“It won’t happen to us, and companies in our industry are not a hacker’s target.” 

That’s an outdated notion in an age when, according to security experts, 4,000 ransomware attacks take place per day. In 2017 alone, the costs to companies will exceed $5 billion, and that’s accounting for just one of many types of cybersecurity threats.   

Construction and surety companies can minimize the threat of cyber-attacks by implementing the following preventive measures.

Review Data and Identify Weaknesses 
Look at the firm’s data and consider what losing it would mean. Any software a construction company uses that connects to the internet or is remotely accessible—from project management or design and modeling tools, to payroll and banking applications—are possible data breach targets. 

Companies should ask:
  • Is this data sensitive and/or confidential? 
  • How is it stored?  
  • Does it need to be kept, and for how long?
  • What if a cyber-criminal held it for ransom?  
  • What is the impact to the business if this data is stolen? 
  • What if the data is stolen by an insider? Intentional or unintentional acts by employees present a danger. Limiting who has access to sensitive data is a first step in mitigating the insider risk. 
Once a company has identified the types of data it has, cybersecurity professionals can help implement plans that mitigate the risks of lost or stolen data, including a response plan if there is a data breach.  This is an important part of a company’s business continuity plan resulting from disruptions that occur due to a weather event or disaster of some kind.

Develop Cybersecurity Processes and Procedures
Widespread phishing, spoofing and other social engineering scams fool users into allowing their computer and network to become infected. Training personnel to recognize suspicious emails, websites and links is very important. Training and implementing strong password protection and the value of regular backups will go a long way to helping a company minimize any losses. Untrained employees are more vulnerable to dangerous behavior, such as password sharing or clicking on links in phishing emails. 

The best training is through simulations of cyber-attacks or social engineering attempts. It tests the effectiveness of a company’s employee training, and its incident response planning, and often reveals weaknesses that may have been missed. Additionally, for surety and other highly regulated industries, regulators are beginning to expect that companies put information security best practices in place.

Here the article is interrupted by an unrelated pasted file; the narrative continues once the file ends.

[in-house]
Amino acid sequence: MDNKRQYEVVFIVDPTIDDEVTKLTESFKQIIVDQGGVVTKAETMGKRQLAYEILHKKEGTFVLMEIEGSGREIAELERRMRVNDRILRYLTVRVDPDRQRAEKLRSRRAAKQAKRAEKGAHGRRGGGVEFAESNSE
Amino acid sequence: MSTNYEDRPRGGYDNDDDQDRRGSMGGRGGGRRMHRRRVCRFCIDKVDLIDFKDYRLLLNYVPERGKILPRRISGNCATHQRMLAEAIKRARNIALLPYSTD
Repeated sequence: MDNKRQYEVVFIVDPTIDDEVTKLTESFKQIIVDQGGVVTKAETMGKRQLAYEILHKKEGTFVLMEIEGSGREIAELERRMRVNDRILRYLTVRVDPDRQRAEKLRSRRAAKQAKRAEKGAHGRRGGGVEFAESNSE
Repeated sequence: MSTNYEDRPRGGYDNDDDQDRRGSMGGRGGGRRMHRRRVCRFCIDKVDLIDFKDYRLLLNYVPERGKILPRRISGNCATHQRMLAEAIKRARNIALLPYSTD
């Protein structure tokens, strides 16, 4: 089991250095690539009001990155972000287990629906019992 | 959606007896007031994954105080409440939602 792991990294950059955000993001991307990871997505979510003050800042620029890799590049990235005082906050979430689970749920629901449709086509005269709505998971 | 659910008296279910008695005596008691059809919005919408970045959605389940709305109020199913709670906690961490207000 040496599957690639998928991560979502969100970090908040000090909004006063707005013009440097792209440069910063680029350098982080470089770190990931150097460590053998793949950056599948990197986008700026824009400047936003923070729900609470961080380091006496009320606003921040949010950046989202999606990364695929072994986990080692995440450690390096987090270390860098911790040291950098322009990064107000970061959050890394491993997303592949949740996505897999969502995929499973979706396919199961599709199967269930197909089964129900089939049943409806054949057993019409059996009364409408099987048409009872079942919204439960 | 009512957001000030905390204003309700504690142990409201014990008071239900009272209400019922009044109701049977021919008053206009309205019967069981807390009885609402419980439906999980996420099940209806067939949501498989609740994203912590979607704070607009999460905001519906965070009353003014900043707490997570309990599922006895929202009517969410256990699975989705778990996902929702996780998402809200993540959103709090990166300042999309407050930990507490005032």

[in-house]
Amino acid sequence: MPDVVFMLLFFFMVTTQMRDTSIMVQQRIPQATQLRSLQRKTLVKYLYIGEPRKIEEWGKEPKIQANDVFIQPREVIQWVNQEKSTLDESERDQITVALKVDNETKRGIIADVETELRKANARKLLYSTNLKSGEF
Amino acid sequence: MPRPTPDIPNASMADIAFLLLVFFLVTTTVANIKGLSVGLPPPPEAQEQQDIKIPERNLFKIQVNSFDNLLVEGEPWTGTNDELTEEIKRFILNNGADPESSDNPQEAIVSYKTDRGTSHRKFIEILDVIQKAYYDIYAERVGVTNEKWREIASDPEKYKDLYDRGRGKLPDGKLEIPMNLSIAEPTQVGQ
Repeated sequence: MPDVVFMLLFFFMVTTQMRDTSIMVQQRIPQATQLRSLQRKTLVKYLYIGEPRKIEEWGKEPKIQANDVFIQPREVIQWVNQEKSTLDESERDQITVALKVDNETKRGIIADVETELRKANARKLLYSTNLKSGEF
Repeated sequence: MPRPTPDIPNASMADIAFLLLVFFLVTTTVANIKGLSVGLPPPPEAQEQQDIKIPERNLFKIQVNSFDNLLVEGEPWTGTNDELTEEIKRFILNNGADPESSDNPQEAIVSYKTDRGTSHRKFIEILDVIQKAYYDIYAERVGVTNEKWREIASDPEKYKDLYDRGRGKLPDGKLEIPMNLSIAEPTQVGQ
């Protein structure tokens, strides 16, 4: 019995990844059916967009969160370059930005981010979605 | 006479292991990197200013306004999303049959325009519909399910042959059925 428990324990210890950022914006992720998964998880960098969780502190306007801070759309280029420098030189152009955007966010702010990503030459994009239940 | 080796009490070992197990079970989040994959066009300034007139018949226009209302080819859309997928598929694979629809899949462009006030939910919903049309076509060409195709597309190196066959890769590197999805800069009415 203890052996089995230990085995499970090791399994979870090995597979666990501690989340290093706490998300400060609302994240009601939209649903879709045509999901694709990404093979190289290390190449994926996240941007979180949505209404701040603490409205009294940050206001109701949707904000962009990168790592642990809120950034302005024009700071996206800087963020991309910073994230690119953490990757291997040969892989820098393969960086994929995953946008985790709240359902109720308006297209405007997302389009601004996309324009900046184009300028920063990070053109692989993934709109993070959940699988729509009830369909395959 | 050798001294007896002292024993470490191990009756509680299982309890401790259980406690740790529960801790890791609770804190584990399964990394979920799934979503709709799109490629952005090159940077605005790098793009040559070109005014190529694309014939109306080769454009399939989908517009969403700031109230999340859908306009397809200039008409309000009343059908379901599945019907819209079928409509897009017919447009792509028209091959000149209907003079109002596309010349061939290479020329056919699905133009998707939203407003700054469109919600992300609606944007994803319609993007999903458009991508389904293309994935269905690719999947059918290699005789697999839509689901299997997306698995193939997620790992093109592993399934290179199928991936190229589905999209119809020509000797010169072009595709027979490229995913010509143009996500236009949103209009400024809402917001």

Companies may think that keeping systems updated is the IT department’s job , but every employee needs to participate. When those pesky little pop-ups notify that software updates are available, it’s very convenient to click the “remind me later” button. But when later comes, some employees may never install these updates or restart their computers. Among other things, these updates protect against known malware, and because hackers are coming up with new malware all the time, these updates might be critical to a company’s security.
 
Having processes and procedures in place ensures a company is adequately protecting against cybersecurity threats.

Cybersecurity in a Highly Regulated Industry
Surety is a property and casualty insurance line and therefore subject to insurance regulations at the state and federal levels. Congress and state legislatures have enacted numerous laws to help protect the privacy and security of confidential and personal consumer information.

Most states require some form of pre-breach security measures for protecting consumers’ personal information. Generally, those requirements are reasonable practices, procedures or safeguards to prevent unauthorized access; use; modification; and/or disclosure of this information.

State governments also have enacted breach notification laws that require the disclosure of any data breach to any person whose personal information was involved. The language generally states that the trigger for notification is whether the data is reasonably believed to have been used, accessed or acquired by an unauthorized person. All states require that this notification be accomplished without unreasonable delay. With situations such as the recent Equifax data breach, what is considered unreasonable delay is still being argued. 

Keeping up with cybersecurity will continue to be challenging for lawmakers and insurance companies alike. As such, a proactive, thorough approach is recommended.

Brad Rasmussen is chief information officer of Merchants Bonding Company, Des Moines, Iowa. For more information, visit merchantsbonding.com.